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Why Is Minnesota So Blue?

Why Is Minnesota So Blue?

Every election, a lonely blue patch in the Midwest emerges from an otherwise red sea. But why did Minnesota become so progressive, and why does it stay that way?

Every election, a lonely blue patch in the Midwest emerges from an otherwise red sea. Though Minnesota is surrounded by conservative states, it has proven itself to be one of the most progressive areas in the country — and it's pretty much always been this way.

Since 1932, Minnesota has only elected three Republican presidential candidates. Since 1976, they've elected solely Democrats. But even between its first presidential election in 1860 and the last before their switch 1928, the state only voted for Republican and Progressive candidates. As the Republican and Democratic parties began to shift platforms exiting the Great Depression of the 1930s and entering wartime in the 1940s, by modern standards, Minnesota has always chosen a left-leaning candidate.

But why did Minnesota become so progressive, and why does it stay that way? The answer lies in an industry in the state almost as prevalent as the government itself: the mining industry. Particularly, its labor unions.

Minnesota is home to a large strip of land known as the Iron Range. Deposits of the mineral — as well as deposits of precious gems, such as amethyst and forms of quartz — span across the northern areas of the state near the Canadian border and Duluth, the largest city in the northern half of the state. While it was first utilized and mined by Native American tribes, settlers in the mid-1800s began to develop settlements and mines in the area.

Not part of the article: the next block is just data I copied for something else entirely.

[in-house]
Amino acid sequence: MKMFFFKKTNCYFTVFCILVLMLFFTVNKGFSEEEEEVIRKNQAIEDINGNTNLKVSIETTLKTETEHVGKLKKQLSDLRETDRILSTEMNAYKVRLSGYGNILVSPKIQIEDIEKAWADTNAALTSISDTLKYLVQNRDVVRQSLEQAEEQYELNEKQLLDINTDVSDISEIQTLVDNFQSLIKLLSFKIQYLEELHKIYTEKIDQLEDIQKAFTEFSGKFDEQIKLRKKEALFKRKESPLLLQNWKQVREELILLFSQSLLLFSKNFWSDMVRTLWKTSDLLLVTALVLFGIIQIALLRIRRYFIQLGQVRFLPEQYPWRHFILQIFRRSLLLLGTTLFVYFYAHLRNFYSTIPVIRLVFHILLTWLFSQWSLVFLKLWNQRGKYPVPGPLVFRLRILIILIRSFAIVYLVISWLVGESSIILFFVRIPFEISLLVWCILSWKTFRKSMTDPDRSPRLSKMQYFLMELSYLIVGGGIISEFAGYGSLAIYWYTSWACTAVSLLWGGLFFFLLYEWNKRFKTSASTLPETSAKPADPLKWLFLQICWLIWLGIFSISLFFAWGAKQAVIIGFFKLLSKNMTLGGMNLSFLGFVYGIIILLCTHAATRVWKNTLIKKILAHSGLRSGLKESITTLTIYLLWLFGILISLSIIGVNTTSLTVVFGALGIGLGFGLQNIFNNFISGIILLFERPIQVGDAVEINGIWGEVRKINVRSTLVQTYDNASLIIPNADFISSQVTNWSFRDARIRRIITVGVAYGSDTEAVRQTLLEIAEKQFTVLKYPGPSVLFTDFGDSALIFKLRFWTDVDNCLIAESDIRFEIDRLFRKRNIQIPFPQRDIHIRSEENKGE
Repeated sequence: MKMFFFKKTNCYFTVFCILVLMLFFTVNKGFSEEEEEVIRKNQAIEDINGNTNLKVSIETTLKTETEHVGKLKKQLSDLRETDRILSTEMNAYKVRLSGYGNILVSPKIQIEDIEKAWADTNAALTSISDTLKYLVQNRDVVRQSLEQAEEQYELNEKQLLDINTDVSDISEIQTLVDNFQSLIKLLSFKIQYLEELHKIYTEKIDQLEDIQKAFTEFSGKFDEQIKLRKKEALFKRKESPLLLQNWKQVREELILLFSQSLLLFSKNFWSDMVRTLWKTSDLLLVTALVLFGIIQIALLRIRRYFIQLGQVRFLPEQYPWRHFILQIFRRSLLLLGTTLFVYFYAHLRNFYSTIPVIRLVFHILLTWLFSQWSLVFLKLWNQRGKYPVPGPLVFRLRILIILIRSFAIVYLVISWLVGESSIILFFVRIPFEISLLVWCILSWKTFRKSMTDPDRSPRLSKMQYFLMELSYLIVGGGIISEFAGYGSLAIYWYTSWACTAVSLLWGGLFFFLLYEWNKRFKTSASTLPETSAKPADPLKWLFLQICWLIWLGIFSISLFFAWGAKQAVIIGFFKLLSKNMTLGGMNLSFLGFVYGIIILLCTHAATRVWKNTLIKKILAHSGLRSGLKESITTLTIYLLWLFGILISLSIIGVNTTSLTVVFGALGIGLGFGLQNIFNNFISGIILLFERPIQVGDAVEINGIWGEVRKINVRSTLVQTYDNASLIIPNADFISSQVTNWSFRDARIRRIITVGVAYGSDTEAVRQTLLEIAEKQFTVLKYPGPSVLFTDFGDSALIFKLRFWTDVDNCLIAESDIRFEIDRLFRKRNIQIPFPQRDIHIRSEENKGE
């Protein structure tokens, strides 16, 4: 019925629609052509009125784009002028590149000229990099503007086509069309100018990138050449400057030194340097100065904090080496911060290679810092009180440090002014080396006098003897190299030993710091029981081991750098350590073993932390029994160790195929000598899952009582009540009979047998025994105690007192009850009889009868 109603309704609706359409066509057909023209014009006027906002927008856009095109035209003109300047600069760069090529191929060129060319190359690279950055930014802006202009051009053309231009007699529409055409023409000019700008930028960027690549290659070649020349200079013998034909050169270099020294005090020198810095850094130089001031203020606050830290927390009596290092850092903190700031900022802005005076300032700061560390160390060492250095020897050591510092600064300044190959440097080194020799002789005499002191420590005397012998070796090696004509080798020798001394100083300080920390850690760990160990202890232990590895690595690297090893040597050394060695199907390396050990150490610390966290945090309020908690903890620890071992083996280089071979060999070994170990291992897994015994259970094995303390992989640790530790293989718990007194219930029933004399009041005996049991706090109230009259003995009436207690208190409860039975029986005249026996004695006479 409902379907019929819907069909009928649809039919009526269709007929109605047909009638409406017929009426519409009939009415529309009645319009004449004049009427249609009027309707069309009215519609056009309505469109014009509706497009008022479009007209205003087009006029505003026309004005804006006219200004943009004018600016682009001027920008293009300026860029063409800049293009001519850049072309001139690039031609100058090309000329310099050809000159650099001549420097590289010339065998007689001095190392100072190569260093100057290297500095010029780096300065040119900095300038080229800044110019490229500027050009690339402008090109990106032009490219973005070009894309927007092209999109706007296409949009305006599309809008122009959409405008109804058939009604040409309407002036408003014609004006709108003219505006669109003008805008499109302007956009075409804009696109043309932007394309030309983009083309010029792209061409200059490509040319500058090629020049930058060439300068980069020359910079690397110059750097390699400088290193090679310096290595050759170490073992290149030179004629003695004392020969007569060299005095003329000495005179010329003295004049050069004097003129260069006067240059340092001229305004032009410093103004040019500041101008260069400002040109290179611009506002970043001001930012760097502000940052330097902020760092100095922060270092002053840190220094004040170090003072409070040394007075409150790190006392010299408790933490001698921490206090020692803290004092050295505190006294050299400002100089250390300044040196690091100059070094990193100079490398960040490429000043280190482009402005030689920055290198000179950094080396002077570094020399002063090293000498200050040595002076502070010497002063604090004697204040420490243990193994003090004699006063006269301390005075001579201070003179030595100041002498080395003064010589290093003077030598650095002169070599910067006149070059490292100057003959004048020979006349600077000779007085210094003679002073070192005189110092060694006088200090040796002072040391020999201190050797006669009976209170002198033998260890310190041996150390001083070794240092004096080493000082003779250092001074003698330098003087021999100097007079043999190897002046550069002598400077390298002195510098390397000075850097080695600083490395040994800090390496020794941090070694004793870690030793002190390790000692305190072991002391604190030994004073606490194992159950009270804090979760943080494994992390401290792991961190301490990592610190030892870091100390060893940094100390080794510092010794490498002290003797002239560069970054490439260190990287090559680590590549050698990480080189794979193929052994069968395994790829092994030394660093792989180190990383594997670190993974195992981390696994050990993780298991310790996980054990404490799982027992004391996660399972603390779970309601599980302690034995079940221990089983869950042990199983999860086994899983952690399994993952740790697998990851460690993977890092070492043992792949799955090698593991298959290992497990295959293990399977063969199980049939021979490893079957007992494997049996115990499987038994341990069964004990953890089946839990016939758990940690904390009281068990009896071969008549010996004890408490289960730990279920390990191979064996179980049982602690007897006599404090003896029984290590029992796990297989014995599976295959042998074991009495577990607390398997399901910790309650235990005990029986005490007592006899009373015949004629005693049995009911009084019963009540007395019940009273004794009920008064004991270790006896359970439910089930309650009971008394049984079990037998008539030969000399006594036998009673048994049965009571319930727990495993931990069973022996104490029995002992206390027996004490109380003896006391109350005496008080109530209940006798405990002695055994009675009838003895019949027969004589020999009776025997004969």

By the early 1900s, Minnesota had attracted communities of immigrants from over 30 countries, making it the most ethnically diverse area in the state. Settlers came from Finland, Austria-Hungary, Italy, Sweden, Norway, Canada, England, Poland, Greece, China, and Yugoslavia, among others. There was also a large Jewish population.

While it was a diverse community, immigrants were still looked down upon, with "Native-born" Americans receiving the best paying positions at mines. Local chapters of the Ku Klux Klan developed in opposition to Catholic and Jewish immigrants. This drove communities to band together, creating fraternal societies, building places of worship, developing boarding housing, and establishing local businesses.

They also began establishing labor unions. Workers at the mines were often underpaid, facing dangerous conditions that led to hundreds of deaths each year. The workers, in turn, went on strike once in 1907 and again in 1916. While their efforts were not always successful, they broke down some racial and ethnic barriers between communities, and pushed management to avoid future unrest.

Mine owners then implemented employee welfare programs, and even invested in local communities, constructing public schools and parks. A public high school built in Hibbing in 1923 was lauded as one of the best in the nation at its time, and these economic priorities — as well as labor practices — spread to communities across the state.

While unionization unfortunately plays a much smaller role in U.S. communities today, Minnesota still has the fifth-highest amount of unionized workers in the country. In the state, 16 percent of workers belong to unions, as opposed to 10 percent nationally. 1,284 labor unions employ an estimated 6,904 people, earning more than $423 million in revenue each year. Many families in Minnesota are descended from or are connected to the Iron Range.

And as Democrats largely tend to favor protections for workers, raising the minimum wage, and expanding employee benefits, Minnesota tends to favor them.

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